Review: I Am Greta
by Jan Lumholdt
- VENICE 2020: Nathan Grossman offers a genuine, often genial, and more or less real-time portrayal of a very eventful year for a maverick combatant
Greta Thunberg – Messiah, or merely a depressed and extremely anxious girl? Surely outlandish proposals, both. Let’s just settle for “The One” – who happened to be in the right place at the right time. As did, by chance, a young director, camera in hand. Two years later, the same director, Nathan Grossman, brings I Am Greta [+see also:
interview: Nathan Grossman
film profile] to the Venice International Film Festival – fittingly, for its maverick combatant, out of competition.
It all starts outside the parliament building in Stockholm. In late August 2018, with general elections coming up, a waifish teen with braids and a classic 1970s back-to-the-land look turns up with a hand-painted sign. “Skolstrejk för klimatet” it says, which is Swedish for “school strike for the climate”. Initially, few take notice. A well-meaning lady argues that kids should go to school while grown-ups take care of the grown-up things. But every now and then, a supporter turns up, encouraging the activity. Not quite yet, but soon, history will be made.
That this by now familiar chronology was actually documented in more or less real time is close to genial. Grossman had originally heard of a planned one-girl protest, which gave him the loose idea of catching a few snippets for a possible short film. Gradually, this snippet turned into a full feature, following an unexpected main subject through event after event in a very eventful year, culminating in the United Nations Climate Action Summit in New York in September 2019 (thus, perhaps divinely, with no COVID-19 yet to deal with). During this entire time, Grossman managed to genuinely make the film he wanted to make – even when he didn’t know it himself.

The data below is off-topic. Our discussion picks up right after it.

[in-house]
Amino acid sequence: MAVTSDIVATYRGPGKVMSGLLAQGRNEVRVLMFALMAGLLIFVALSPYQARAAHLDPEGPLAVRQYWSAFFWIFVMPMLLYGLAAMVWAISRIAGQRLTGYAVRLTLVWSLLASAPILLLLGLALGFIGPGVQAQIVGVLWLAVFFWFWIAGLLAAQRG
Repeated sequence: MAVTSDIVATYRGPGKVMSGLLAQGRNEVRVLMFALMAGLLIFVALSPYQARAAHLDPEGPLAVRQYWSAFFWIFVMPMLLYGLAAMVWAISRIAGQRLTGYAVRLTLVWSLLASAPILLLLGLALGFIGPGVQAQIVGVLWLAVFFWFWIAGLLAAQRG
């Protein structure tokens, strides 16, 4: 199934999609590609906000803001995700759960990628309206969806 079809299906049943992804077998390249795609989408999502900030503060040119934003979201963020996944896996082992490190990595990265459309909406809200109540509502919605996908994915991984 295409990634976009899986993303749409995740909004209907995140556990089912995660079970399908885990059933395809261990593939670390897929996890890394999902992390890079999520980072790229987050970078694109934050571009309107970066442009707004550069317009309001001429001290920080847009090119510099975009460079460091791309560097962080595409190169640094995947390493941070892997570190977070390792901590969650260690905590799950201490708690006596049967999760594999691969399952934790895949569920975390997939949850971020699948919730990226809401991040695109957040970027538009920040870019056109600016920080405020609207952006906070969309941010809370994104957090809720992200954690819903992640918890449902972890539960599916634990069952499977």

While undoubtedly an inspirational addition to the debate on global environmentalism, I Am Greta puts an equal focus on its namesake. Her well-documented Asperger’s diagnosis is addressed in a clear and matter-of-fact manner – no elephants in the room here. Ample space is also provided for Svante, Greta’s father and road manager, adhering to his daughter’s preferences regarding means of travel (electric cars, trains and boats) and food (strictly vegan), but also providing affection and, when required, a small reality check. After all, even a budding Nobel Peace Prize contender needs a Sancho Panza ever so occasionally.
As for the Messiah vs Depressed Girl squabble, the film rather prefers to show us Greta the Catalyst. How does the president of France or the European Union react when she enters their domain? What about UN Secretary General Guterres? Or Arnold Schwarzenegger? These encounters (some bordering on non-encounters) are telling. A priceless shot, incidentally not by Grossman, catches Greta Thunberg in that rarest of milieus – an aeroplane. She may be a little under one year of age. The resolute look in her eyes leaves no room for doubt: she is clearly forging some plan or other, already there and then.
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